Supreme Judicial Court -- January 30, 2012
Facts: The victim operated a beauty salon on Salem Street in Malden and the defendant operated a video and music shop next door. The victim and defendant lived together until February 5, 2007 at which time defendant was ordered to move out of their apartment pursuant to a non-contact abuse prevention order obtained by the victim, that had recently expired. The order, however, allowed for defendant to operate his business.
On February 10, 2008, the defendant learned that the victim was dating a man named Yves at which point he confronted the two individuals and berated the victim.
On Feburary 13, 2008 the victim arrived at the beauty salon at about 9:45 am. At about 11:40 am she told Blandine, an employee, that she was going out and would return. She left without her pocketbook and never returned. Throughout the day, Blandine tried to call the victim's cellular phone but the victim did not answer. Within two hours of the victim leaving the salon, the defendant entered and told Blandine that he had come for the victim's pocketbook.
Multiple people, including Blandine, Yves, and victim's brother had attempted to call the victim over the next two weeks but each call went unanswered. The victim's cellular phone records showed which local cellular telephone tower transmitted each call. On February 13, the victim's cellular telephone received all calls from the tower near the victim's salon and the defendant's store. On February 14, calls were received from a tower near where the defendant was living.
The victim's brother arrived at the defendant's store and inquired about the victim. The defendant told him that he had seen men changing the lock on the salon door. When the victim's brother telephoned the salon the following Friday, the defendant answered the telephone and told her brother that he had obtained a key from the landlord of the building and that he was there to clean the salon. When her brother asked for the landlord's telephone number, the defendant said that he did not have it. The brother then drove to the Lynn police department for assistance.
On Wednesday, February 27, officers from the Malden police department discovered the victim's car parked on Faulkner street which is between the victim's salon and a location where the defendant had been dropped off by a cab at approximately 3:30 am on February 14. The pocketbook was found in the car, the contents of which were inventoried. Police found a duplicate car key, the original was found above a ceiling panel in the defendant's store, her cellular telephone, and a copy of the abuse prevention order. The victim's body was found in the trunk of the car.
An autopsy of the victim's body revealed that she had died from asphyxia. DNA from the defendant was found under the victim's fingernails and was obtained through vaginal and anal swabs. Chewing gun affixed to the victim's shirt was also determined to match that of the defendant.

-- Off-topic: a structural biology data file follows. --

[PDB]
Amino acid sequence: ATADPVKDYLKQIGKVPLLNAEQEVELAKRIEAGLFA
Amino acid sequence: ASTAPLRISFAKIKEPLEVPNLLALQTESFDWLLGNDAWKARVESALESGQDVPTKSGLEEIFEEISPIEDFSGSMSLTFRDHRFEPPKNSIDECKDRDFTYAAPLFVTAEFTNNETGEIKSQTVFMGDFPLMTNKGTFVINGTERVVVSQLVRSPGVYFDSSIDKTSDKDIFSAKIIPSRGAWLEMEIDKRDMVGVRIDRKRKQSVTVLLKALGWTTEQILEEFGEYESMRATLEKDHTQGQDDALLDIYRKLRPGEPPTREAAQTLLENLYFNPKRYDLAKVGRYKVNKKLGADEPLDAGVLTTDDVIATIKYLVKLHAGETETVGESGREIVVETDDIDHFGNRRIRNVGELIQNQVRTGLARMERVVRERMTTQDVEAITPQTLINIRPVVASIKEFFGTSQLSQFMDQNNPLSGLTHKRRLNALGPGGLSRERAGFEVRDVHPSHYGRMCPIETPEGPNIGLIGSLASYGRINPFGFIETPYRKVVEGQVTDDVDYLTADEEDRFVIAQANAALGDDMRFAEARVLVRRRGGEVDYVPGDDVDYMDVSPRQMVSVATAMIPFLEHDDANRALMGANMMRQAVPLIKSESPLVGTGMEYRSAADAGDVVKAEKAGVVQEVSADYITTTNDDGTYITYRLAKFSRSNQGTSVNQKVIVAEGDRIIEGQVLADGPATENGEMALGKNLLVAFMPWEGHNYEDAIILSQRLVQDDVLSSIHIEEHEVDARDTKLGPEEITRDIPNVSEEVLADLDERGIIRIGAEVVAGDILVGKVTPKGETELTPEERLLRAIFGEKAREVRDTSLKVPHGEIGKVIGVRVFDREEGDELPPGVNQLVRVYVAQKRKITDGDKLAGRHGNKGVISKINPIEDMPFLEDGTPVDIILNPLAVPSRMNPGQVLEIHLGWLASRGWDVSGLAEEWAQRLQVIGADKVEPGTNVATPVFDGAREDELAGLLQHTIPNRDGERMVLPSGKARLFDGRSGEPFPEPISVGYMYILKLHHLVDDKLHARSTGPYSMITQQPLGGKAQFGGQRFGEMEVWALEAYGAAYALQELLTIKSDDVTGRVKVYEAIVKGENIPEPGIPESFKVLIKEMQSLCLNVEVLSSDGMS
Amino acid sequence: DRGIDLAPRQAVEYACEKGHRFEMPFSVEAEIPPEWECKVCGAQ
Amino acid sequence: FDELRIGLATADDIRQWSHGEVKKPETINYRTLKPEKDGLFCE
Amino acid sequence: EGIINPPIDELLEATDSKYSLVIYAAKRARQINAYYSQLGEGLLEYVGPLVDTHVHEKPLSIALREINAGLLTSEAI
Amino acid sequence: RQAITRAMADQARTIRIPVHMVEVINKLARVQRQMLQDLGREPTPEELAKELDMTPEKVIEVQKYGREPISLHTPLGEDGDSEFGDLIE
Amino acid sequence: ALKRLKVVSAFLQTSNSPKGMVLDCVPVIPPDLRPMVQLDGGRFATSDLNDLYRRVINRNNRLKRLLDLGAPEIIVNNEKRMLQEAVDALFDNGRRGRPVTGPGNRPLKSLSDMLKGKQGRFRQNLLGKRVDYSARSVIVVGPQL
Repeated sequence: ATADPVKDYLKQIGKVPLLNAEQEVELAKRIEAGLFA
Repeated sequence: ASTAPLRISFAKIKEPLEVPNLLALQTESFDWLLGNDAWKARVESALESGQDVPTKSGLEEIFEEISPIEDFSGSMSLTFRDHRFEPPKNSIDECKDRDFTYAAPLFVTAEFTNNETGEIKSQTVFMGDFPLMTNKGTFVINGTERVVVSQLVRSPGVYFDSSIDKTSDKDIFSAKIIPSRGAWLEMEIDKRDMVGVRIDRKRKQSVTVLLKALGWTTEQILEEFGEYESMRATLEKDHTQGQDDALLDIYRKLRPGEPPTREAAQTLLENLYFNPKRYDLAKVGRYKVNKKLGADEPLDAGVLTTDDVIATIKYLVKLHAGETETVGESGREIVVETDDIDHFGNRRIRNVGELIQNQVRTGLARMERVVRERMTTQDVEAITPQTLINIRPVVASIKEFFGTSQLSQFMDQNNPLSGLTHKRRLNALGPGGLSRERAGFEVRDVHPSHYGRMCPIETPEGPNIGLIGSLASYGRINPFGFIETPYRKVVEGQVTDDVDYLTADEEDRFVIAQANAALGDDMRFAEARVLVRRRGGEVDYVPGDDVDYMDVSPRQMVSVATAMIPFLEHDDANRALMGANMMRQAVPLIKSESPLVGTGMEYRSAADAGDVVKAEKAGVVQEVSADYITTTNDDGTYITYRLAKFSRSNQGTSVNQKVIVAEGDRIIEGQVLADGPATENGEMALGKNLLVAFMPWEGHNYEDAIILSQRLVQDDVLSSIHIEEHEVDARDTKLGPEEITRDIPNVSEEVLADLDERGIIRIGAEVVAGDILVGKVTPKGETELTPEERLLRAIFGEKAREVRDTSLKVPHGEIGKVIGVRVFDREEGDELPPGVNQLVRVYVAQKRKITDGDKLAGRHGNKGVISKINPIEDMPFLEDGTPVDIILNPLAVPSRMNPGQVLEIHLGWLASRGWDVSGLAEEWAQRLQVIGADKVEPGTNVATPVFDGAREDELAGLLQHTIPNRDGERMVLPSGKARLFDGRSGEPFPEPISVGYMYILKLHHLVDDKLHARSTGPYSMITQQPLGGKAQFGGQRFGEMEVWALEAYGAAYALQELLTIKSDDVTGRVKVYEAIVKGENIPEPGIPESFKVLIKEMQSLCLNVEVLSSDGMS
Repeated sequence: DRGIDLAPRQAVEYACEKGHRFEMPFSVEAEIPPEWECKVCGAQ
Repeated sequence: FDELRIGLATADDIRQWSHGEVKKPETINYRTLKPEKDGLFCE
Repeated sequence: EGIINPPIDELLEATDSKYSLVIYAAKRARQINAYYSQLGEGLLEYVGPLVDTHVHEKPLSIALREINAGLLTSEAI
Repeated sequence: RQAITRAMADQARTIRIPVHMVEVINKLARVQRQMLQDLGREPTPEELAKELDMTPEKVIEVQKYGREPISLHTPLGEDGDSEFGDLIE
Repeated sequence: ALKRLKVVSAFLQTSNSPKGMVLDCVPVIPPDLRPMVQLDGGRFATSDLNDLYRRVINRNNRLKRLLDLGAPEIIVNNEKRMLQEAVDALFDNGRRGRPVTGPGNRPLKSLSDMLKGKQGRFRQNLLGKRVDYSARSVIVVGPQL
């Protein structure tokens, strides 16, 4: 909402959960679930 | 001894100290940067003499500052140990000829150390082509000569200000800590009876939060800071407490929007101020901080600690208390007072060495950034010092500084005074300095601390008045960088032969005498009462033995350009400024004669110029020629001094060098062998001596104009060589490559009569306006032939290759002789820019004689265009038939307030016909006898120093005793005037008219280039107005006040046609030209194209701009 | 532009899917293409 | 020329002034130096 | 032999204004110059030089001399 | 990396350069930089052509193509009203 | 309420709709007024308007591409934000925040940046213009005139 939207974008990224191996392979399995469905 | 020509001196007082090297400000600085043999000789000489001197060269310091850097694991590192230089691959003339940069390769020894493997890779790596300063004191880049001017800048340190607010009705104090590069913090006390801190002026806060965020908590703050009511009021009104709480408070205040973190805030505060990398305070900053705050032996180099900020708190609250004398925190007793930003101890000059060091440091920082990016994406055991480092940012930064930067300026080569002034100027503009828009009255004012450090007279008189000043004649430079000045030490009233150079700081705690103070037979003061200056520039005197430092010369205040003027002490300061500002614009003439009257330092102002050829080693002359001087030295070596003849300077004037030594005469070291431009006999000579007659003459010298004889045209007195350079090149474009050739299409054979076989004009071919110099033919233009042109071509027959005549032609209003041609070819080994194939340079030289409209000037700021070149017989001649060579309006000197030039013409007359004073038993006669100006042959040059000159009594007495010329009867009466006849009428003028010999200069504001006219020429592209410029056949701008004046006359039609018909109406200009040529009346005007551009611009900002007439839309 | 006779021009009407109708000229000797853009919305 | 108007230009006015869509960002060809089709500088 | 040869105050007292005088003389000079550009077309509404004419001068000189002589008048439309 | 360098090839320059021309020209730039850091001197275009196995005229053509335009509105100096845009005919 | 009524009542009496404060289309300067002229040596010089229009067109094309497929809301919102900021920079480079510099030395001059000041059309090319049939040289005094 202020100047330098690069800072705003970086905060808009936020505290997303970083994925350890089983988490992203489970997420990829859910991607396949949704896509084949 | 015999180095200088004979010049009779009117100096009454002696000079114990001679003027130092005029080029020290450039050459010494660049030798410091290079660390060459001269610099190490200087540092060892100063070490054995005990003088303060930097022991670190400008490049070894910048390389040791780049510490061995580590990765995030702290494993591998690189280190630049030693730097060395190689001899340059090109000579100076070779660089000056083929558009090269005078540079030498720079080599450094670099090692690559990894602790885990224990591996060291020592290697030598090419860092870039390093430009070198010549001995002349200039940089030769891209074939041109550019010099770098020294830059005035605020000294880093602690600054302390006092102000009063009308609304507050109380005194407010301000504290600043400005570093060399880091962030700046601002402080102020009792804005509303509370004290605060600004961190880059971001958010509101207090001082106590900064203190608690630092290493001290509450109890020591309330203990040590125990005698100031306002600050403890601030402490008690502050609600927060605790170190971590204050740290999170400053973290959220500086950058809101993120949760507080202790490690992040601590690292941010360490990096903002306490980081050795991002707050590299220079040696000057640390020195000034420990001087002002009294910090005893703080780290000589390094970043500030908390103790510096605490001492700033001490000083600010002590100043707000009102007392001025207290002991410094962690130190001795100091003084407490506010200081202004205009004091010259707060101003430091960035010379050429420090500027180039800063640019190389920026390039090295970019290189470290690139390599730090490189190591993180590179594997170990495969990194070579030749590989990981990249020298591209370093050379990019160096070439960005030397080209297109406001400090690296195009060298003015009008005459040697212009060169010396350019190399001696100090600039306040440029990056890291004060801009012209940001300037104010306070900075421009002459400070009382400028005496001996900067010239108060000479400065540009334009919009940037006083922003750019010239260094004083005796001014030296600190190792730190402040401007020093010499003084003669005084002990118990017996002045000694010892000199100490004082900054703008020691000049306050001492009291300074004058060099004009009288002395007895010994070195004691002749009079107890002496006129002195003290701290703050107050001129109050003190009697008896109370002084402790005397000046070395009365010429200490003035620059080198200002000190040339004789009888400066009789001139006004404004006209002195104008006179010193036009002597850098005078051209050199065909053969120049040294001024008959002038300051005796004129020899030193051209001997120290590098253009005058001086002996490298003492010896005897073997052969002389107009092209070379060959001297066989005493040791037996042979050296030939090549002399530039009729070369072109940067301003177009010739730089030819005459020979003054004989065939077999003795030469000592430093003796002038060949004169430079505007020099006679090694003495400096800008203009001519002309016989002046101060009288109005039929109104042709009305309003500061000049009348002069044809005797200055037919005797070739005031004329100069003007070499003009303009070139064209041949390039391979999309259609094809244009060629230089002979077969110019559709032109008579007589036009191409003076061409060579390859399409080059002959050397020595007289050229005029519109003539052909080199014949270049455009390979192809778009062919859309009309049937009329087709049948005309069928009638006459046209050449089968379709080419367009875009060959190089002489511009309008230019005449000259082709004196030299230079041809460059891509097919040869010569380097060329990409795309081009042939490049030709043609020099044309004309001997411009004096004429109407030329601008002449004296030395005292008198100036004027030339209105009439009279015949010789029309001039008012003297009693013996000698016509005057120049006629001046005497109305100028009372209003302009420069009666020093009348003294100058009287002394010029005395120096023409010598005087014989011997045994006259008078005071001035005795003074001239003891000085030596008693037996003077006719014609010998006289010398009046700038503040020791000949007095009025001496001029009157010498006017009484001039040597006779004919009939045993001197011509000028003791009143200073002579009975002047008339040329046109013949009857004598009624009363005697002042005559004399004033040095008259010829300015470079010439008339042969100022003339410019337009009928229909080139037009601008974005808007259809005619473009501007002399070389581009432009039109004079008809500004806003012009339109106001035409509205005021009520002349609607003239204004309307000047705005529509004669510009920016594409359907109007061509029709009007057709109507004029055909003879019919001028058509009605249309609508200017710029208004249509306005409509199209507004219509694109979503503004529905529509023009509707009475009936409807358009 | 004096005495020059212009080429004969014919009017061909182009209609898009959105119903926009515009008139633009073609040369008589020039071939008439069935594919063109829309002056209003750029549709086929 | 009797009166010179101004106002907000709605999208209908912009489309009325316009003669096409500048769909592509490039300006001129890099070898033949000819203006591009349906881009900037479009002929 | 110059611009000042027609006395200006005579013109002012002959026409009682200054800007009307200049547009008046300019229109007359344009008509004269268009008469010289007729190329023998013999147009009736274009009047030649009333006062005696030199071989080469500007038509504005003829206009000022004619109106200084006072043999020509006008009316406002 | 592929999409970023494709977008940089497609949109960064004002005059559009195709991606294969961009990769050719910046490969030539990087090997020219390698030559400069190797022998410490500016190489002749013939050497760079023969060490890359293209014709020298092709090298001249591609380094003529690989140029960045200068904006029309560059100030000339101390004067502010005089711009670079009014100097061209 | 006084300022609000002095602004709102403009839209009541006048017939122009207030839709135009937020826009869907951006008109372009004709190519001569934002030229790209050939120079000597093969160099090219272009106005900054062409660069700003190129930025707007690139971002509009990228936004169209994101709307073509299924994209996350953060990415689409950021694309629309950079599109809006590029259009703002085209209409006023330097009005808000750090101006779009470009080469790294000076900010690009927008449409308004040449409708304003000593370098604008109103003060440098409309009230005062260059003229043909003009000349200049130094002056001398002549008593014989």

Procedural History: The defendant was convicted of murder in the first degree on theories of deliberate premeditation and felony-murder based on a predicate felony of aggravated rape, and aggravated rape. The defendant appealed his conviction asserting error in the denial of his pretrial motion to dismiss based upon an argument that there was a lack of probable cause that the sexual intercourse between him and the victim was not consensual, and denial of his motion for a required finding of not guilty, both based on the sufficiency of evidence as to the element of consent with respect to aggravated rape. He also challenged the admission of evidence of prior bad acts, and the propriety of the prosecutor's closing arguments.
Issue #1: Whether the grand jury received evidence of criminality on part of the defendant so as to justify his indictment for aggravated rape?
Yes. The court determined that the grand jury had been presented with sufficient evidence to “establish probable cause to believe the defendant had had sexual and unnatural sexual intercourse with the victim, that he compelled her to submit by force and against her will, and that serious bodily injury resulted.” Therefore, the court concluded that the lower court did not err in denying the defendant's motion to dismiss the aggravated rape indictment because the jury could have inferred that the victim did not consent to intercourse with the defendant.
Issue #2: Whether the lower court erred in denying his motion for a required finding of not guilty as to the indictment alleging aggravated rape and so much of the murder indictment that relied on a theory of felony murder based on the predicate felony of aggravated rape, because the Commonwealth failed to prove beyond a reasonable doubt that the victim did not consent to sexual intercourse with the defendant?
No. The court found that based upon the evidence of lack of consent presented, particularly the victim's injuries, was very powerful and supported a finding beyond a reasonable doubt that the victim did not consent to sexual intercourse or “unnatural intercourse” with the defendant.
Issue #3: Whether the lower court erred by allowing evidence of the defendant's prior bad acts?
No. The court determined that because the absence of consent is an essential element of the crime of rape, the victim's state of mind at the time of the intercourse is relevant to the issue of consent. All such objected to evidence presented at the trial was relevant to the victim's state of mind, specifically whether she would have consented to sexual intercourse with the defendant. (MS)